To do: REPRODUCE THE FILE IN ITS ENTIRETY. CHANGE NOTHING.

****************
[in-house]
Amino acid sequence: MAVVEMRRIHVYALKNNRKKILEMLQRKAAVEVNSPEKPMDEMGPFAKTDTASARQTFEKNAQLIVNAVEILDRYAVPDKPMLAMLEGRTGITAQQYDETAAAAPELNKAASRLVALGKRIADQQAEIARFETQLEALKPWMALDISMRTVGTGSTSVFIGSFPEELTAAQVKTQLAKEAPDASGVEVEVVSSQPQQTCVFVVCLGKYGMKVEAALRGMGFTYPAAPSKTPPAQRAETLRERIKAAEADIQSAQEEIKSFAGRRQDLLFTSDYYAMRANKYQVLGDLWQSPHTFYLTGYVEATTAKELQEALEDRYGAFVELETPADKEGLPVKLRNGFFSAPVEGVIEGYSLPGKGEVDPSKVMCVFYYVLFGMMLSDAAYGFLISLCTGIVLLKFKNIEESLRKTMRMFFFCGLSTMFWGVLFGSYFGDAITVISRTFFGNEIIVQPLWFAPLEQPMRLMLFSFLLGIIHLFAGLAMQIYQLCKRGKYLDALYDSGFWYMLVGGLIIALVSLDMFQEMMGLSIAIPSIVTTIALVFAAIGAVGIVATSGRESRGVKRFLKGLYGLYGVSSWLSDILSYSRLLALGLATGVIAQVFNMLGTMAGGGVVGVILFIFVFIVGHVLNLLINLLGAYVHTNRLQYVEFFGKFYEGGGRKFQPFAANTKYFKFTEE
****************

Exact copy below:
[in-house]
Amino acid sequence: MAVVEMRRIHVYALKNNRKKILEMLQRKAAVEVNSPEKPMDEMGPFAKTDTASARQTFEKNAQLIVNAVEILDRYAVPDKPMLAMLEGRTGITAQQYDETAAAAPELNKAASRLVALGKRIADQQAEIARFETQLEALKPWMALDISMRTVGTGSTSVFIGSFPEELTAAQVKTQLAKEAPDASGVEVEVVSSQPQQTCVFVVCLGKYGMKVEAALRGMGFTYPAAPSKTPPAQRAETLRERIKAAEADIQSAQEEIKSFAGRRQDLLFTSDYYAMRANKYQVLGDLWQSPHTFYLTGYVEATTAKELQEALEDRYGAFVELETPADKEGLPVKLRNGFFSAPVEGVIEGYSLPGKGEVDPSKVMCVFYYVLFGMMLSDAAYGFLISLCTGIVLLKFKNIEESLRKTMRMFFFCGLSTMFWGVLFGSYFGDAITVISRTFFGNEIIVQPLWFAPLEQPMRLMLFSFLLGIIHLFAGLAMQIYQLCKRGKYLDALYDSGFWYMLVGGLIIALVSLDMFQEMMGLSIAIPSIVTTIALVFAAIGAVGIVATSGRESRGVKRFLKGLYGLYGVSSWLSDILSYSRLLALGLATGVIAQVFNMLGTMAGGGVVGVILFIFVFIVGHVLNLLINLLGAYVHTNRLQYVEFFGKFYEGGGRKFQPFAANTKYFKFTEE